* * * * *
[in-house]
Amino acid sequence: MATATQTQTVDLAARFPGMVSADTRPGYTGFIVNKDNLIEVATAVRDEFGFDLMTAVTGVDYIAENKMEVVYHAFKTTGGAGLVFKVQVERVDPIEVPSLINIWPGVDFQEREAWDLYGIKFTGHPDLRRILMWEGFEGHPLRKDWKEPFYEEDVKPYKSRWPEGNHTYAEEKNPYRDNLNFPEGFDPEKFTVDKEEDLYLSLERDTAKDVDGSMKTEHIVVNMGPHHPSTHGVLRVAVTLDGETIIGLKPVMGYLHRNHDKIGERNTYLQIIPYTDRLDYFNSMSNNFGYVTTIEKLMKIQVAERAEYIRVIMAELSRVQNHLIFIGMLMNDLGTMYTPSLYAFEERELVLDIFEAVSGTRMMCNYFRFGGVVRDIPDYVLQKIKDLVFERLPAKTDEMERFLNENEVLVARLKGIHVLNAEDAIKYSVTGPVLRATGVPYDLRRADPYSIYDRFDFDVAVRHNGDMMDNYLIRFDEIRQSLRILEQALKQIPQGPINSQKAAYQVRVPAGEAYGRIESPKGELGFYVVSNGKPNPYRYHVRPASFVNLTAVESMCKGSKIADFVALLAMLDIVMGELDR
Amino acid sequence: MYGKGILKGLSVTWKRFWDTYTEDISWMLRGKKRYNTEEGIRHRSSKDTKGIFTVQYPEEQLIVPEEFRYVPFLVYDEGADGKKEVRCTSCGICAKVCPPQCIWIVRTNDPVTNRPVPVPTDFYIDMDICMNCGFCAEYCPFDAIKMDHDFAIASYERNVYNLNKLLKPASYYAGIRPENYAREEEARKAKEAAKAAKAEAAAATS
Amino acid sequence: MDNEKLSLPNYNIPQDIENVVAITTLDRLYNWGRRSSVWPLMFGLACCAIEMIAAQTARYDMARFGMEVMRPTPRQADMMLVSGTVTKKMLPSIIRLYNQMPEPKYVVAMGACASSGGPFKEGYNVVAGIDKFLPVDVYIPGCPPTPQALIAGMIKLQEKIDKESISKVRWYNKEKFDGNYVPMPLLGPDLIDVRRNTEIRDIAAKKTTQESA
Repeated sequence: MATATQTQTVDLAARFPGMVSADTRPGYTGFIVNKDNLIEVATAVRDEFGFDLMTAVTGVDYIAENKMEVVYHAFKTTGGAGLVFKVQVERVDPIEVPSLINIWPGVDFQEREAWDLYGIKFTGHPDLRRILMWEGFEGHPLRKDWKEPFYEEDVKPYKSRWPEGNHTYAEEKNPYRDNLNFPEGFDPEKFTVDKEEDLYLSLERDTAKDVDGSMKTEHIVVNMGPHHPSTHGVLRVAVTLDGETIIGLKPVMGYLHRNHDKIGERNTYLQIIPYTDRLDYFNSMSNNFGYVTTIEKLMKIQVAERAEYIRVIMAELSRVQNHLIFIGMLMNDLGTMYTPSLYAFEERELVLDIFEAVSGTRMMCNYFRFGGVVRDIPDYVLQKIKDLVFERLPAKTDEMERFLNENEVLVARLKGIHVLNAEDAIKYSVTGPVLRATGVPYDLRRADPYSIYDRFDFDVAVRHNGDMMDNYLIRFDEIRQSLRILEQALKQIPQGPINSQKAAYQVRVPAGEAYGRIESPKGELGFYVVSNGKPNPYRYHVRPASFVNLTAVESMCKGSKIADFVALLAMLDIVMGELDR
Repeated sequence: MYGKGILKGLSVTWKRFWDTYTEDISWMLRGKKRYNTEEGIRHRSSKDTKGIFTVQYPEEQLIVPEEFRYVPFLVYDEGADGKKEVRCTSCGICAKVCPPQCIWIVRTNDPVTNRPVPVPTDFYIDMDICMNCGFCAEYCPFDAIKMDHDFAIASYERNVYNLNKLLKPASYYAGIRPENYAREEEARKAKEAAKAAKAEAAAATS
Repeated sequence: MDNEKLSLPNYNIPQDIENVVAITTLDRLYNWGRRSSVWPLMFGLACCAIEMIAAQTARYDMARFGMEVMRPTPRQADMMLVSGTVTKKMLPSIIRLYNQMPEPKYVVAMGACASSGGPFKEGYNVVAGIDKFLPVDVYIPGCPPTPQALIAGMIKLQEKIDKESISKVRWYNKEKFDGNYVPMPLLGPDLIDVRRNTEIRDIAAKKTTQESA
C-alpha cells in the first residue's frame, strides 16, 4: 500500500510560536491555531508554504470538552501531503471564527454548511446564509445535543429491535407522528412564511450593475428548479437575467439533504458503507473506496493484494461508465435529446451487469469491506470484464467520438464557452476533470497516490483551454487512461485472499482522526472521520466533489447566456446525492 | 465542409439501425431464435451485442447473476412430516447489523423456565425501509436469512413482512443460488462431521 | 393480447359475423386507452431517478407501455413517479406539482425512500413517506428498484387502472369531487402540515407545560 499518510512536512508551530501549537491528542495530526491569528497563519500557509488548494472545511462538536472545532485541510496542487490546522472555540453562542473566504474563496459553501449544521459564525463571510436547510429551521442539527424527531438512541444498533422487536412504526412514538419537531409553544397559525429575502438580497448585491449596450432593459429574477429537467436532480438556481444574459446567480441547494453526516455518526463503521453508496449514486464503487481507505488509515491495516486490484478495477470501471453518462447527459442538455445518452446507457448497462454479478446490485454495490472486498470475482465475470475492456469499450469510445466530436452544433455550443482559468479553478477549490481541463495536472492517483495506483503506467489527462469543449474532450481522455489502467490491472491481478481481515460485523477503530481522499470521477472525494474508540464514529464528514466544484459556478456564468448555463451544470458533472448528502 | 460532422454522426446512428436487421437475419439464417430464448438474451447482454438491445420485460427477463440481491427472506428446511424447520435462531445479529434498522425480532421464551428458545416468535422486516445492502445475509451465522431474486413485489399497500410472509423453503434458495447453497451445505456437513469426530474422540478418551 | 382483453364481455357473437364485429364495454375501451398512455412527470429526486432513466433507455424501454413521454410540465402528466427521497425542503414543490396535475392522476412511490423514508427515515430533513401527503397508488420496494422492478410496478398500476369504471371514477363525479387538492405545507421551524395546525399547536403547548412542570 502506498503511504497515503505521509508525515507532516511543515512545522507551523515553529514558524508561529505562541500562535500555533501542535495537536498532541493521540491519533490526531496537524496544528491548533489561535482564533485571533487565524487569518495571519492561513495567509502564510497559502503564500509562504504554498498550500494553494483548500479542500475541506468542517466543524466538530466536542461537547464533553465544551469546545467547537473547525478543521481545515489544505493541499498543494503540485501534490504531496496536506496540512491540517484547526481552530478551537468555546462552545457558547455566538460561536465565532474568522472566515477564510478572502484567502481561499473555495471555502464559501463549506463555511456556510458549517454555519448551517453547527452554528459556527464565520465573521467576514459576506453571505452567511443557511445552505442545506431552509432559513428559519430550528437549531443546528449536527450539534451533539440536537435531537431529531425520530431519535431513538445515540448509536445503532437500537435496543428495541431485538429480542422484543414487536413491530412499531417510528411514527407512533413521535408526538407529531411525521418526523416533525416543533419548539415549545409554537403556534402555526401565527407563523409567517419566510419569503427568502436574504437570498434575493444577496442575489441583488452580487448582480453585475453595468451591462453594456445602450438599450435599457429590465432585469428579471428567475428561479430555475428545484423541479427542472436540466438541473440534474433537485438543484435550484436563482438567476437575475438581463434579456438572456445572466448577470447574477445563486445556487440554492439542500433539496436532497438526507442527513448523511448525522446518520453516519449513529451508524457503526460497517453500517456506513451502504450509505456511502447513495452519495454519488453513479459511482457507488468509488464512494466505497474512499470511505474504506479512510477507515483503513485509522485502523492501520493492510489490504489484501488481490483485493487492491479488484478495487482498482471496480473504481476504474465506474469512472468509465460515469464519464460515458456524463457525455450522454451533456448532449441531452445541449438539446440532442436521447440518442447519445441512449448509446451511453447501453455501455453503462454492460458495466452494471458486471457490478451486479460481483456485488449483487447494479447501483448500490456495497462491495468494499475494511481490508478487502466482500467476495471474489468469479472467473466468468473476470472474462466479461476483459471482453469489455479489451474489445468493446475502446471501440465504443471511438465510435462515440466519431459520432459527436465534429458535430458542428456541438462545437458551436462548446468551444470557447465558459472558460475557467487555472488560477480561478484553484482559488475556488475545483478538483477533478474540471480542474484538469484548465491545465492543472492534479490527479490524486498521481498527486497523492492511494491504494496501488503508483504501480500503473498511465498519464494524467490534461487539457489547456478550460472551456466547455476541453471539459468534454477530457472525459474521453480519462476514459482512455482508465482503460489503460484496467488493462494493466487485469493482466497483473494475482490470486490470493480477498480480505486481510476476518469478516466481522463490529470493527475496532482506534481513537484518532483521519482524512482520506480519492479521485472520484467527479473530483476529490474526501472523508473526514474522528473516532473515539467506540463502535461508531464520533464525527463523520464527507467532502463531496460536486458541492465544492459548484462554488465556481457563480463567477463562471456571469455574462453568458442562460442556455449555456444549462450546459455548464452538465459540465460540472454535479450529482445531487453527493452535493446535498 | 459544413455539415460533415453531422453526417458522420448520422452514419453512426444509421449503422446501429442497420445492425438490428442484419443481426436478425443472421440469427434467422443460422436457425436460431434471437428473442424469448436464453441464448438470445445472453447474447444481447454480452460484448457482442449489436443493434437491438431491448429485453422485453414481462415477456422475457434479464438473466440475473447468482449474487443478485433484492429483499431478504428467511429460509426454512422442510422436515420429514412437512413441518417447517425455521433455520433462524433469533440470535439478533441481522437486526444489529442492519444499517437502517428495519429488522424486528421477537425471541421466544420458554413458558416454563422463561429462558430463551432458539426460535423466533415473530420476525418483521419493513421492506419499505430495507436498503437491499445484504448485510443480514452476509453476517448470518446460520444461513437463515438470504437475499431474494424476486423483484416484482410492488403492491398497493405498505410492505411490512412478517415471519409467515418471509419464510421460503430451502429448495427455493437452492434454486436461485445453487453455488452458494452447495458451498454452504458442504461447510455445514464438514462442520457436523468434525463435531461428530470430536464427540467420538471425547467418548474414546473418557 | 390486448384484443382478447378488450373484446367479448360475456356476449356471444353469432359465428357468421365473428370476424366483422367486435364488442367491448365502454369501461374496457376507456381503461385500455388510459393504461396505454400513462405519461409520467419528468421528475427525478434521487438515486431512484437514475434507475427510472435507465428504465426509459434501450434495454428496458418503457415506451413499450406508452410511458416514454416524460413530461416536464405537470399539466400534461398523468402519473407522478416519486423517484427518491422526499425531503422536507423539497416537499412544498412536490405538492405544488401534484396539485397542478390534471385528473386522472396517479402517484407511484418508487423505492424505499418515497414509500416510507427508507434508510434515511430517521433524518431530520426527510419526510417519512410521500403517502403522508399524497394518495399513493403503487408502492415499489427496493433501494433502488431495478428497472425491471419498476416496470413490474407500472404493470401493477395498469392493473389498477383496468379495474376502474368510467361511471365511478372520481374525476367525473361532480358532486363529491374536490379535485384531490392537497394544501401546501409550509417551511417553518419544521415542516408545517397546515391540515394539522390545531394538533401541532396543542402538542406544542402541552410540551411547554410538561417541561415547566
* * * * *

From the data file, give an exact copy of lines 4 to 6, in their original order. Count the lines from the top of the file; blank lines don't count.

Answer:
Amino acid sequence: MDNEKLSLPNYNIPQDIENVVAITTLDRLYNWGRRSSVWPLMFGLACCAIEMIAAQTARYDMARFGMEVMRPTPRQADMMLVSGTVTKKMLPSIIRLYNQMPEPKYVVAMGACASSGGPFKEGYNVVAGIDKFLPVDVYIPGCPPTPQALIAGMIKLQEKIDKESISKVRWYNKEKFDGNYVPMPLLGPDLIDVRRNTEIRDIAAKKTTQESA
Repeated sequence: MATATQTQTVDLAARFPGMVSADTRPGYTGFIVNKDNLIEVATAVRDEFGFDLMTAVTGVDYIAENKMEVVYHAFKTTGGAGLVFKVQVERVDPIEVPSLINIWPGVDFQEREAWDLYGIKFTGHPDLRRILMWEGFEGHPLRKDWKEPFYEEDVKPYKSRWPEGNHTYAEEKNPYRDNLNFPEGFDPEKFTVDKEEDLYLSLERDTAKDVDGSMKTEHIVVNMGPHHPSTHGVLRVAVTLDGETIIGLKPVMGYLHRNHDKIGERNTYLQIIPYTDRLDYFNSMSNNFGYVTTIEKLMKIQVAERAEYIRVIMAELSRVQNHLIFIGMLMNDLGTMYTPSLYAFEERELVLDIFEAVSGTRMMCNYFRFGGVVRDIPDYVLQKIKDLVFERLPAKTDEMERFLNENEVLVARLKGIHVLNAEDAIKYSVTGPVLRATGVPYDLRRADPYSIYDRFDFDVAVRHNGDMMDNYLIRFDEIRQSLRILEQALKQIPQGPINSQKAAYQVRVPAGEAYGRIESPKGELGFYVVSNGKPNPYRYHVRPASFVNLTAVESMCKGSKIADFVALLAMLDIVMGELDR
Repeated sequence: MYGKGILKGLSVTWKRFWDTYTEDISWMLRGKKRYNTEEGIRHRSSKDTKGIFTVQYPEEQLIVPEEFRYVPFLVYDEGADGKKEVRCTSCGICAKVCPPQCIWIVRTNDPVTNRPVPVPTDFYIDMDICMNCGFCAEYCPFDAIKMDHDFAIASYERNVYNLNKLLKPASYYAGIRPENYAREEEARKAKEAAKAAKAEAAAATS